Poulenc met Cocteau early in his career because of the latter's close relationship with Les Six, a group of six French composers of which Poulenc was a member. The two maintained a close friendship throughout their lives, but Poulenc did not set many of Cocteau's texts prior the composition of La voix humaine, about forty years after their first encounter.[n 1] Poulenc himself explained that he waited so many years to set Cocteau's play because he felt that he needed a great deal of experience to perfectly construct such a work.[6]

In composing La voix humaine, Poulenc strove to maintain the emotional effectiveness of Cocteau's original drama. He very carefully adapted Cocteau's text, omitting only those passages that he believed would reduce the emotional tension of the opera.[7] In his article on Poulenc and Cocteau, Denis Waleckx proposes that there are five types of "phases" in Cocteau's play. These phases deal with chronology, psychological evolution, social interaction, telephone problems, and the "remembrance of past happiness."[8] [n 2] Poulenc left the chronology, telephone problem, and past happiness phases mostly intact, but cut down on or entirely omitted many of the psychological or social phases. This resulted in a protagonist who was "quieter, more modest, less hysterical, less unbearable, and thereby probably more touching than Cocteau's."[9] Poulenc thereby focused on the relationship of the woman and her lover, while still retaining the key points and overall character of Cocteau's play.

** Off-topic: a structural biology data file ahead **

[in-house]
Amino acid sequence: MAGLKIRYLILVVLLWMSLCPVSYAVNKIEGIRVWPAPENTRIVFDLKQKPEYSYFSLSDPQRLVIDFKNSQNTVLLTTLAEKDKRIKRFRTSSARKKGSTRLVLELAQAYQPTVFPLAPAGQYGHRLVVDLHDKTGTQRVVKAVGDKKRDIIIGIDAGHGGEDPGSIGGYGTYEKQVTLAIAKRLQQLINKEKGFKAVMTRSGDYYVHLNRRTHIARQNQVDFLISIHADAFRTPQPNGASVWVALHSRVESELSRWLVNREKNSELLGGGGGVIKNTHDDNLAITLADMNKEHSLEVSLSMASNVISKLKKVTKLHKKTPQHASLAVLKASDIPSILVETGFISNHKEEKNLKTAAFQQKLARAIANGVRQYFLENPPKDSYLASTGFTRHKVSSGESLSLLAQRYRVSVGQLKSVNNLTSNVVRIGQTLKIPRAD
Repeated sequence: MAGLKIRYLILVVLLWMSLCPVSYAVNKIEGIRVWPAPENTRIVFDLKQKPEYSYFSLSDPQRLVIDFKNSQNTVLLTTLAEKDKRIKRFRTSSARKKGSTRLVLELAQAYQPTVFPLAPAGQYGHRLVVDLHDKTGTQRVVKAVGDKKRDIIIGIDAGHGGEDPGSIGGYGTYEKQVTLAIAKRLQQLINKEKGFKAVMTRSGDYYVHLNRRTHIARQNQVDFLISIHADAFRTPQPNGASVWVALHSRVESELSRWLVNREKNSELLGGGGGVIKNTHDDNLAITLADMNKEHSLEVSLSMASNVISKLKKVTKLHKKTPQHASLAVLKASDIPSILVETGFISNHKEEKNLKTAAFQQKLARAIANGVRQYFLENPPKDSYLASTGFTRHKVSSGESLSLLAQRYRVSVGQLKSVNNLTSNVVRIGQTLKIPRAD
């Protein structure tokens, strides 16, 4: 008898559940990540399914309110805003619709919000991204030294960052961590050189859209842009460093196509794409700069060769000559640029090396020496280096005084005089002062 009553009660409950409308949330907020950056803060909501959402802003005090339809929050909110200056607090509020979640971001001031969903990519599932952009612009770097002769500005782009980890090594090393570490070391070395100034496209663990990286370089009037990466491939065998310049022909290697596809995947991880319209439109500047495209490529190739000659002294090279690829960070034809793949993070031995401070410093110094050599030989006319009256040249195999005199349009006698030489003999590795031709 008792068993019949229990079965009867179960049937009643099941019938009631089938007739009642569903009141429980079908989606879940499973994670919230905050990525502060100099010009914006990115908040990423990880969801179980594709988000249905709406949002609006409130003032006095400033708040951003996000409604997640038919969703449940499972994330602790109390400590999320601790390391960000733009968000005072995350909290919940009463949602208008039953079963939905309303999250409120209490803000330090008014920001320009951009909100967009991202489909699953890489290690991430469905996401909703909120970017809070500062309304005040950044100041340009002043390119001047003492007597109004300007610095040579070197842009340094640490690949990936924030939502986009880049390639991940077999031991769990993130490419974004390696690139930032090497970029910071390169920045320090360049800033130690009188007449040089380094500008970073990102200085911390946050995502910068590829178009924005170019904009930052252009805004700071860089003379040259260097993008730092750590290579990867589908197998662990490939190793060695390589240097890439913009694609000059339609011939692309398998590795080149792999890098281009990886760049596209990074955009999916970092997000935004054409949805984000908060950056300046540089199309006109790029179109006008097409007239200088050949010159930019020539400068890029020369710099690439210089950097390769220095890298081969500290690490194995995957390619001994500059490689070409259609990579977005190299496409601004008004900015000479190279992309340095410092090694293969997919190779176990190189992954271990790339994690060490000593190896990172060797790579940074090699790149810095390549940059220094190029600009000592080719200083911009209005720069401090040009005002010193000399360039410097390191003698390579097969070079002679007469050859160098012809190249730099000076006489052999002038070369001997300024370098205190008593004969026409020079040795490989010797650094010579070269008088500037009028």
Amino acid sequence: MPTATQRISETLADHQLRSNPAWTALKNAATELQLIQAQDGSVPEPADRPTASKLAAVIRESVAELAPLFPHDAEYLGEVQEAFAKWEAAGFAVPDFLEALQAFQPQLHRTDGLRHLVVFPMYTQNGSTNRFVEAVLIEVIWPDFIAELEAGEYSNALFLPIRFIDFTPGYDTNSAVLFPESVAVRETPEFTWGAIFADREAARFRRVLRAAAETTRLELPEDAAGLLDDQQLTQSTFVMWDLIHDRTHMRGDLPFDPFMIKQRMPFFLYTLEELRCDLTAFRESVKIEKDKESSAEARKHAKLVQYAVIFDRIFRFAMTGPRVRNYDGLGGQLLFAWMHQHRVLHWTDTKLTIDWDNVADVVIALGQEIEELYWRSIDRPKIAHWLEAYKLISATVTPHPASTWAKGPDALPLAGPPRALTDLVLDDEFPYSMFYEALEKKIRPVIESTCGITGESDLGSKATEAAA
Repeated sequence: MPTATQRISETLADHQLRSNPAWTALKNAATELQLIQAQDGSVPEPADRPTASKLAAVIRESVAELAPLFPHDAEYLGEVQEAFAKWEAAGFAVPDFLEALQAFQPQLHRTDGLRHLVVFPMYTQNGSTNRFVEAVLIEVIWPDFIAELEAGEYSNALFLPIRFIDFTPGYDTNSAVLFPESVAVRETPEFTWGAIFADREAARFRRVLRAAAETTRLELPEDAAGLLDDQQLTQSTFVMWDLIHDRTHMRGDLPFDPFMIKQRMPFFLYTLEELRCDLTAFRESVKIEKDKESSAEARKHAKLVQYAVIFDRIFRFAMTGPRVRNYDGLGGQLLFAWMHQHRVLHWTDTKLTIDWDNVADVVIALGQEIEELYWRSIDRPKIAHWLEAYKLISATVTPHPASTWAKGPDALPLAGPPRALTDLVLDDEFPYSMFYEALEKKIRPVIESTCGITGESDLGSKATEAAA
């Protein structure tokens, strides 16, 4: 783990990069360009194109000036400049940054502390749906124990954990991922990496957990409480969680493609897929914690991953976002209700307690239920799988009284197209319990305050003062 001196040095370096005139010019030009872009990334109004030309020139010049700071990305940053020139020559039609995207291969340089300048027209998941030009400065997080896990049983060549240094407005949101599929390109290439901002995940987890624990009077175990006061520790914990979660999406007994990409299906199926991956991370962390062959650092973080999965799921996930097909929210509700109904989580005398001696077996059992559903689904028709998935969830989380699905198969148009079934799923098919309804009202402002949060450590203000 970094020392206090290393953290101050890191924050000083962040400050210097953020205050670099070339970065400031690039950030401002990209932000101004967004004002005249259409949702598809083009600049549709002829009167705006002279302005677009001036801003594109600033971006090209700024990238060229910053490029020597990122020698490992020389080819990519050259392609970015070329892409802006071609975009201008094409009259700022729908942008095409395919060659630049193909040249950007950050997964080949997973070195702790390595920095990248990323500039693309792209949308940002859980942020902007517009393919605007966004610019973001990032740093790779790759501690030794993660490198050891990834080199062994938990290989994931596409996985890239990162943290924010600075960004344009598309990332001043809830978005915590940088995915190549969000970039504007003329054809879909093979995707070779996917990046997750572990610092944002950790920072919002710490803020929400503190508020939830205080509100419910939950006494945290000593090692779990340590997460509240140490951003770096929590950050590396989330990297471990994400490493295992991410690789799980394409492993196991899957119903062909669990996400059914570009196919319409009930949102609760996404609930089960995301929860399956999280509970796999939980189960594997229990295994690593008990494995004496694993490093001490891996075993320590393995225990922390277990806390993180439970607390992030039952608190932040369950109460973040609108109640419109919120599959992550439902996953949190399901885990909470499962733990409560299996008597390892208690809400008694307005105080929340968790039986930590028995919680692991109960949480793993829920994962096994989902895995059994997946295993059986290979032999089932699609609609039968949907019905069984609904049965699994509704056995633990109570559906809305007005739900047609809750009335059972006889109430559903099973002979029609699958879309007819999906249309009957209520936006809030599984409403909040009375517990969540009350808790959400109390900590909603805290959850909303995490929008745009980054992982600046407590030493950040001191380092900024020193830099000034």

Poulenc viewed the soprano singing the role of Elle as "a co-composer" of the part. Because Poulenc wrote the role specifically for Duval, the French soprano was his original "co-composer."[10] Duval also helped Poulenc with his adaptation of Cocteau's text.[n 3] Upon the opera's completion, Poulenc and Duval visited Cocteau, who was responsible for directing and designing costumes and stage décor for the premiere. Cocteau worked closely with Duval and adapted his directions for lighting and costuming to complement her physical attributes.[11]


Poulenc finished his score for voice and piano on 2 June 1958[12] and spent the next two months orchestrating the work, completing the version for full orchestra on 7 August 1958.[13] The tragédie-lyrique was premiered on 6 February 1959 at the Opéra-Comique, Paris, with Georges Prêtre conducting and Duval performing the role of Elle. The opera met immediate success and went on to be performed at La Scala in Milan, as well as in Portugal, Britain, and the United States.[12]